SQL Server Worst Practices

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Since today is Friday the thirteenth, what are some of the SQL Server worst practices and how can I prevent or fix them?  Can you provide some real world examples?  Can you focus on the technical aspects of SQL Server that DBAs and Developers have the ability to correct?


Worst practices can differ from organization to organization or team to team.  The first step is recognizing they are an issue and then working towards a solution.  Below outlines the thirteen worst practices across numerous projects that we feel can easily be addressed from a technical perspective.  Some items many resonate with you or be higher on your particular worst practices list, but the goal is to shed some light on these worst practices and how to begin to address them.

SQL Server Worst Practices

13 - No requirements

In many organizations application or business requirements still seem to be optional.  The business has a general idea of what they want, but getting to a sufficient level of detail to design, build and maintain a solution is very difficult.

Recommendation - Getting an organization to change over night to a formalized project process will be difficult, but is worth the long term investment even if you just start with your own projects.  At a minimum build your own template for requirements that can easily be updated then distributed to your management for that project's approval.  If this is not possible, consider an email template that you can quickly fill-out then send to the team for approval.  Remember the more time you spend up front will save hours over the life of the project and should reduce re-work considerably.

12 - No code reviews

Code reviews are another key step in the design and development phases that projects seem to never have time to conduct.  Typically there is never enough time for this type of meeting, but always enough time to correct an issue.

Recommendation - If your organization is not conducting code reviews at regular intervals during the week or at specific points in the project, see if you can start this process informally.  This meeting is a good way to prevent many of the issues listed in this list before they become production issues.  Catching issues like, no referential integrity, no indexes, incorrect data types, unnecessary hinting, not validating data input, etc. can improve the code and minimize the support needs in the long run.  So build your checklist and see what improvements you can make.  If you need a starting point for your checklist, reference the following:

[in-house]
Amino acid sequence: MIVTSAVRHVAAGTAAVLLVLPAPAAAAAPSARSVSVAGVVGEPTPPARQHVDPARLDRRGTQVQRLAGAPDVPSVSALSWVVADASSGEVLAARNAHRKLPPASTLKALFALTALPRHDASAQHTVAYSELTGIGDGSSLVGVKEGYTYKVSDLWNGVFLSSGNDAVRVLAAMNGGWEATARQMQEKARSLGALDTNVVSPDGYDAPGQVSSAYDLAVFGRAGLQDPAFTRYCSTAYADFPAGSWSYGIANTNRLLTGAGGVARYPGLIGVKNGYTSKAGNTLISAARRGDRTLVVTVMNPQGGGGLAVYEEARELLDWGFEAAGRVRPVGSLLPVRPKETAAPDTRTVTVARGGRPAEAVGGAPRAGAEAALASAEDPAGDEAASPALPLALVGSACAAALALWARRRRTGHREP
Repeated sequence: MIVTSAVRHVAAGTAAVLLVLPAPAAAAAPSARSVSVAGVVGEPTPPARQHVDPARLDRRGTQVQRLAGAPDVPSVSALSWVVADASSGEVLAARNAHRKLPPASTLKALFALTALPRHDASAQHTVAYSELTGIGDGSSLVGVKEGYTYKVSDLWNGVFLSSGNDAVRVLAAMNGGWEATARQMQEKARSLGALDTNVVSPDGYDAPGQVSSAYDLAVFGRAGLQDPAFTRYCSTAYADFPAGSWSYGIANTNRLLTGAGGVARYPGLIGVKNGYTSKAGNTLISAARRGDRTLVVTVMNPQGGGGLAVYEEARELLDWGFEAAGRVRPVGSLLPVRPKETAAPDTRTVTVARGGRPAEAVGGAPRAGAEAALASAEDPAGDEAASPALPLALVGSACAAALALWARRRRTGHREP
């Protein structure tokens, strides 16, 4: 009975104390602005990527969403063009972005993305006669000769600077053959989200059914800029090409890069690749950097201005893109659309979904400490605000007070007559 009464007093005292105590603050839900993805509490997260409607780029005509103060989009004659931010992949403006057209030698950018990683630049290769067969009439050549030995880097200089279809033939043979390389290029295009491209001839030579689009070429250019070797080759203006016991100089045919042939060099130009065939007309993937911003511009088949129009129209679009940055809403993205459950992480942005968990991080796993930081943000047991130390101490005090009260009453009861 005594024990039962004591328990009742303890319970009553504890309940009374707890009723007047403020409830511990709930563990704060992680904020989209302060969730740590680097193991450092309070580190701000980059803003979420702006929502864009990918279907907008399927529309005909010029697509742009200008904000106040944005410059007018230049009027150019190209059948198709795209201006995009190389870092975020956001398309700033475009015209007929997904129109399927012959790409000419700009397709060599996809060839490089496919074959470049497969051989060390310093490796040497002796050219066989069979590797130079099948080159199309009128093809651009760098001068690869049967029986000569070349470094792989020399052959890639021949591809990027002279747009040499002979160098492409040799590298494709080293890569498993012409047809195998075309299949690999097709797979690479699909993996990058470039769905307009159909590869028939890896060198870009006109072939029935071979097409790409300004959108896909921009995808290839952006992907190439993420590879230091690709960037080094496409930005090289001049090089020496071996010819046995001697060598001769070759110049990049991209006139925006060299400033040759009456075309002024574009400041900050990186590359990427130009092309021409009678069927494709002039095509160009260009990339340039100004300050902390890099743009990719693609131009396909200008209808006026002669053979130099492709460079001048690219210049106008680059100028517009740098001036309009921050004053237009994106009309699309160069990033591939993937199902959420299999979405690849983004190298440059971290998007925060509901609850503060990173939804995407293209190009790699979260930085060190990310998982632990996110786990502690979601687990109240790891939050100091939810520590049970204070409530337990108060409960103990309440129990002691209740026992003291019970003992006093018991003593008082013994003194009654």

11 - No referential integrity

Here is the first item on the list that would most likely be caught during a code review, a database design without any referential integrity.  With that being said, be sure to have the proper primary keys and foreign keys established between your tables.

Recommendation - Consider starting with a design where all tables have a primary key and establish foreign keys.  As you work through that process, be sure to normalize your tables at least to third normal form and de-normalize as your application requires.

10 - No indexes

Here is another item that would be uncovered during a code review.  That being, no indexes.  None whatsoever.  Since the tables do not even have a primary key, you do not benefit from SQL Server adding an index on this column by default.  So making indexes an after thought is typically not a good thought after all. 

Recommendation - As a portion of the code review or code deployment process be sure to review the indexes to validate they will meet your application needs.  Table scanning may not rear its ugly head until your user community grows or your data grows which maxes out the resources on your SQL Server.  As a simple check, review those indexes.  Too many or too few can both be significant issues.

9 - Duplicate indexes

From one extreme to the other, having too many indexes or duplicate indexes is not a favorable situation.  This too should be a problem identified during your code reviews.  Duplicate or repeating indexes cause SQL Server to have to manage more processing than necessary when data is inserted, updated or deleted.  Duplicate indexes can also cause database bloat and require enormous amounts for time for database maintenance that is unnecessary.